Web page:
Our findings show that patients taking SSRIs experienced statistically significant memory loss during 8 weeks of treatment; age and gender did not influence this result. In contrast, Levkovitz et al. and Culang-Reinlieb et al. reported that some SSRIs have improved memory function in patients with depression [17, 18]. Herrera-Guzmán and colleagues have investigated the effects of SSRIs on cognitive impairment due to depression, in a series of studies. They performed several cognition tests and evaluated the patients in remission and recovery phase. They reported a positive effect of drug therapy with SSRIs in the long term [19]. Deuschle and colleagues performed California Verbal Learning Test on 24 patients with depression and found a low rate of declarative memory loss after 35 days of treatment with SSRIs (the majority of patients had no change from baseline) but no cognitive impairment at long-term therapy (over 12 months). They concluded that the low-grade impairment is due to depressive symptoms and not a side effect [20]. Nevertheless, some evidences strongly supported our results. The study by Popovic et al. showed that over 20% of patients with depression or anxiety disorders reported memory loss after 6 months of SSRI therapy. This was considered a side effect rather than a symptom of untreated depression/anxiety [21]. Wadsworth et al. and Biringer et al. also reported the probability of memory deficit associated with SSRI use [4, 22]. Two other case reports with memory loss subsequent to fluoxetine use have been published in previous years. In one case report, memory loss was reversed when fluoxetine was changed to another SSRI [23, 24]. Although memory impairments can be due to depression itself, memory loss appears to be more likely due to SSRI therapy rather than depression symptoms. Serretti et al. showed that using SSRIs even in healthy individuals leads to cognitive impairment [25]. The memory loss caused by SSRIs has not yet been convincingly explained; however, serotonin appears to play an important role in learning and memory [26]. Serotonin transporter (SERT) expression has been found to be vital for memory development. Decreased expression of this transporter was found in Alzheimer’s disease and other memory impairments and dementia [27]. Benmansour et al. showed a decrease in SERT expression within 21 days (3 weeks) following SSRI use [28]. In order to make a better understanding of this issue, Herzallah et al. studied two groups of patients with major depression (one group naïve to medication (16 patients) and one group under successful treatment with paroxetine (15 patients)) and a control group of 25 healthy volunteers, aged 18–60 years. They performed a task evaluating two different aspects of cognition. The results showed that major depression and SSRIs have different positive and negative effects on cognition. SSRIs may have a positive role in striatal function but can deteriorate hippocampus function, needed for generalization. On the other hand, patients with major depression were normal in the latter function, but slow in learning [29].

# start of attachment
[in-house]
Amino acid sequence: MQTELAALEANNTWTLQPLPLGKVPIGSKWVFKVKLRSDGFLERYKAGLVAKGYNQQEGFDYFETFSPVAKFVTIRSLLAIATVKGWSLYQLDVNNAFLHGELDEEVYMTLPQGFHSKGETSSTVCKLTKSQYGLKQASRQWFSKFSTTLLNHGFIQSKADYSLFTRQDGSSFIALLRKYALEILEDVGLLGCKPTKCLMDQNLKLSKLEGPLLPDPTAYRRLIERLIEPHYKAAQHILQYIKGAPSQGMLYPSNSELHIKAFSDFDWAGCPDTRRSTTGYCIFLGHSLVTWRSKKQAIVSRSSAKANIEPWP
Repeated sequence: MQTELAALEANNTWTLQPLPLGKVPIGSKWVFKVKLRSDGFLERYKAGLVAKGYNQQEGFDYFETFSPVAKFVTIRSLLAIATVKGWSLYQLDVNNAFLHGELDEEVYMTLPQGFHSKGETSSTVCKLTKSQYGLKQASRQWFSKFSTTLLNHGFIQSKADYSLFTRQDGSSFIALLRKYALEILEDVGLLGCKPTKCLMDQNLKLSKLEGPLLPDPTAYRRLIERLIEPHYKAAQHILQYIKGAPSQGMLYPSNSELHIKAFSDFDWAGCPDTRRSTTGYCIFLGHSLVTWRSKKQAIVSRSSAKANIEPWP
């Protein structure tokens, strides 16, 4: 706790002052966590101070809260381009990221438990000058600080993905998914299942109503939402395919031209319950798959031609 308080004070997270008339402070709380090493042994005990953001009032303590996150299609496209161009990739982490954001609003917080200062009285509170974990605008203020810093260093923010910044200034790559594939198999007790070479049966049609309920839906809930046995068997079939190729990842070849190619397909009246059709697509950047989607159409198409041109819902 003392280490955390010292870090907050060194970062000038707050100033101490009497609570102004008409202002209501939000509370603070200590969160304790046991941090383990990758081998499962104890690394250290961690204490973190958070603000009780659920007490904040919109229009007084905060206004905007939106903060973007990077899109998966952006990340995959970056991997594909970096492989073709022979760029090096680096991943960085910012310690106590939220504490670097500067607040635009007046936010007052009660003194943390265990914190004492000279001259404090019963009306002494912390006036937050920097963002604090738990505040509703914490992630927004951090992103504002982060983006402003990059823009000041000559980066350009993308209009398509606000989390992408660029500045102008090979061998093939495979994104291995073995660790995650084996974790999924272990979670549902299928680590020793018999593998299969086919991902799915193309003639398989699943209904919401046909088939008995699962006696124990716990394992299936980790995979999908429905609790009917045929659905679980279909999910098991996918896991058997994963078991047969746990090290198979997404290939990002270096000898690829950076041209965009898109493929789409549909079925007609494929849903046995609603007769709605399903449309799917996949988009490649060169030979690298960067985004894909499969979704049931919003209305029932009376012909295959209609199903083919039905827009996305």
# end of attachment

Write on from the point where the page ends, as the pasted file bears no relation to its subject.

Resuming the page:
Although these findings may partly explain the cause of memory loss due to SSRIs, more studies are needed to discover the exact mechanism responsible for this outcome.

We did not evaluate the effect of disease on cognitive function and only targeted the influence of SSRIs on memory. Although all of the patients had higher baseline MMSE scores compared to short-term treatment with SSRIs, their mean score even prior to therapy was lower than normal population (MMSE = 24–26) [30].

5. Conclusions

Our data show that in patients with OCD or depression and those who are naïve to SSRI therapy, a gradual decline in their memory function can develop within the first 8 weeks of initiation of drug treatment with SSRIs. This decline did not have a relationship with the patient’s age or gender, nor his/her level of education. We suggest further follow-up studies of these patients to identify the persistence of memory loss. Our results were obtained via MMSE test and regardless of the specific drug or disorder. We hope that soon other cognitive function tests would be valid and reliable for Iranian population.

Competing Interests

The authors declare no conflict of interests.


The authors thank Dr. Ramezani and her kind laboratory staff for their help and support.